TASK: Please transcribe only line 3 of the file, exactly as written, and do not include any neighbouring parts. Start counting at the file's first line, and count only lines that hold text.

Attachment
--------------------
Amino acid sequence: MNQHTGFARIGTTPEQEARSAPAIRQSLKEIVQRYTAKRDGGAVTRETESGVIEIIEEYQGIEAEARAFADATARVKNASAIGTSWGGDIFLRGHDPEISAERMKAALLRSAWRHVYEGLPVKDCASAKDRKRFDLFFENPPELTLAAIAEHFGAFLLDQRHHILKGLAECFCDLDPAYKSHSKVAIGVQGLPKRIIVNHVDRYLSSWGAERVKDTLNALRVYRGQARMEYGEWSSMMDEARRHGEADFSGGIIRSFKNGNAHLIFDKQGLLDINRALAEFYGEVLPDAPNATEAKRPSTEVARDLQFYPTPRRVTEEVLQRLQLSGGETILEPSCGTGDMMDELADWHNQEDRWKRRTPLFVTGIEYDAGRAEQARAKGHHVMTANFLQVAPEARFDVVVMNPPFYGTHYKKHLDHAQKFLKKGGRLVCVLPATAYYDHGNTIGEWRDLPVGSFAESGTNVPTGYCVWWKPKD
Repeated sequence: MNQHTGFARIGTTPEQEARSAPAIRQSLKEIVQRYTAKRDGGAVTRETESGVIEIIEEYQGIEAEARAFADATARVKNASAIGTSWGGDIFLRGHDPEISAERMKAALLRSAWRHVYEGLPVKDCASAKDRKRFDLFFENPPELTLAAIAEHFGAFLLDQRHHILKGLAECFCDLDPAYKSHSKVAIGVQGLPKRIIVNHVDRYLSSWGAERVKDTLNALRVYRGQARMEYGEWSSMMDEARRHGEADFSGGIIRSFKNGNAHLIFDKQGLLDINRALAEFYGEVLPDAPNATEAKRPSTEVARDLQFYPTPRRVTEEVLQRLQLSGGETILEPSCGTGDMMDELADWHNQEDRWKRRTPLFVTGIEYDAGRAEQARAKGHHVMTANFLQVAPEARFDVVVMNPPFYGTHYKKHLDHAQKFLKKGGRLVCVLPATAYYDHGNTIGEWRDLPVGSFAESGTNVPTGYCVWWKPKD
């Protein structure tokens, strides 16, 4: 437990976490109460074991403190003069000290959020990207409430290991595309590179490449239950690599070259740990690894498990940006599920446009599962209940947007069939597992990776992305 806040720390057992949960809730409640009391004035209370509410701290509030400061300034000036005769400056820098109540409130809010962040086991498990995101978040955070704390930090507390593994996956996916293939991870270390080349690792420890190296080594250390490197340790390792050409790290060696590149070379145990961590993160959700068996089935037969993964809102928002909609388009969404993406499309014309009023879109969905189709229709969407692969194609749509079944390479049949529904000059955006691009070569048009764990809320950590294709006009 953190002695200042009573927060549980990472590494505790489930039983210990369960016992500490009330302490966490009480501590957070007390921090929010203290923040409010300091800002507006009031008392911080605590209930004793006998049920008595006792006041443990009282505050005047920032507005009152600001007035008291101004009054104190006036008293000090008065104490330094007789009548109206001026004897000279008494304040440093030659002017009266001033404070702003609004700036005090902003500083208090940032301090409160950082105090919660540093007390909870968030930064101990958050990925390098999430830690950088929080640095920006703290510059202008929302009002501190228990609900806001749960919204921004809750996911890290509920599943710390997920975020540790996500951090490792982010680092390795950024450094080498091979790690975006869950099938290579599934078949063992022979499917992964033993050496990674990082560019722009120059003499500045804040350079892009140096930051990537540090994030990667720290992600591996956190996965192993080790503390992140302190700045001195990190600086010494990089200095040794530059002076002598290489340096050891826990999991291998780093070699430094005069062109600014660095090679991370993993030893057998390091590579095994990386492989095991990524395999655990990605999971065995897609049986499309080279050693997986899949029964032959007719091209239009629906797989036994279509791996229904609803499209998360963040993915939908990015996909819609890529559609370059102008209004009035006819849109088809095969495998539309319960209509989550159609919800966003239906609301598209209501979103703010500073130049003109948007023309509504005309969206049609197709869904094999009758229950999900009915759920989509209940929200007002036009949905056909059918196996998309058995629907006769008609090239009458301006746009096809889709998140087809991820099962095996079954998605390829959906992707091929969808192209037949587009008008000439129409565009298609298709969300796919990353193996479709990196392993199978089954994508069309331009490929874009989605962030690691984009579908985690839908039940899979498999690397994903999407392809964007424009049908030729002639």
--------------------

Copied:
């Protein structure tokens, strides 16, 4: 437990976490109460074991403190003069000290959020990207409430290991595309590179490449239950690599070259740990690894498990940006599920446009599962209940947007069939597992990776992305 806040720390057992949960809730409640009391004035209370509410701290509030400061300034000036005769400056820098109540409130809010962040086991498990995101978040955070704390930090507390593994996956996916293939991870270390080349690792420890190296080594250390490197340790390792050409790290060696590149070379145990961590993160959700068996089935037969993964809102928002909609388009969404993406499309014309009023879109969905189709229709969407692969194609749509079944390479049949529904000059955006691009070569048009764990809320950590294709006009 953190002695200042009573927060549980990472590494505790489930039983210990369960016992500490009330302490966490009480501590957070007390921090929010203290923040409010300091800002507006009031008392911080605590209930004793006998049920008595006792006041443990009282505050005047920032507005009152600001007035008291101004009054104190006036008293000090008065104490330094007789009548109206001026004897000279008494304040440093030659002017009266001033404070702003609004700036005090902003500083208090940032301090409160950082105090919660540093007390909870968030930064101990958050990925390098999430830690950088929080640095920006703290510059202008929302009002501190228990609900806001749960919204921004809750996911890290509920599943710390997920975020540790996500951090490792982010680092390795950024450094080498091979790690975006869950099938290579599934078949063992022979499917992964033993050496990674990082560019722009120059003499500045804040350079892009140096930051990537540090994030990667720290992600591996956190996965192993080790503390992140302190700045001195990190600086010494990089200095040794530059002076002598290489340096050891826990999991291998780093070699430094005069062109600014660095090679991370993993030893057998390091590579095994990386492989095991990524395999655990990605999971065995897609049986499309080279050693997986899949029964032959007719091209239009629906797989036994279509791996229904609803499209998360963040993915939908990015996909819609890529559609370059102008209004009035006819849109088809095969495998539309319960209509989550159609919800966003239906609301598209209501979103703010500073130049003109948007023309509504005309969206049609197709869904094999009758229950999900009915759920989509209940929200007002036009949905056909059918196996998309058995629907006769008609090239009458301006746009096809889709998140087809991820099962095996079954998605390829959906992707091929969808192209037949587009008008000439129409565009298609298709969300796919990353193996479709990196392993199978089954994508069309331009490929874009989605962030690691984009579908985690839908039940899979498999690397994903999407392809964007424009049908030729002639």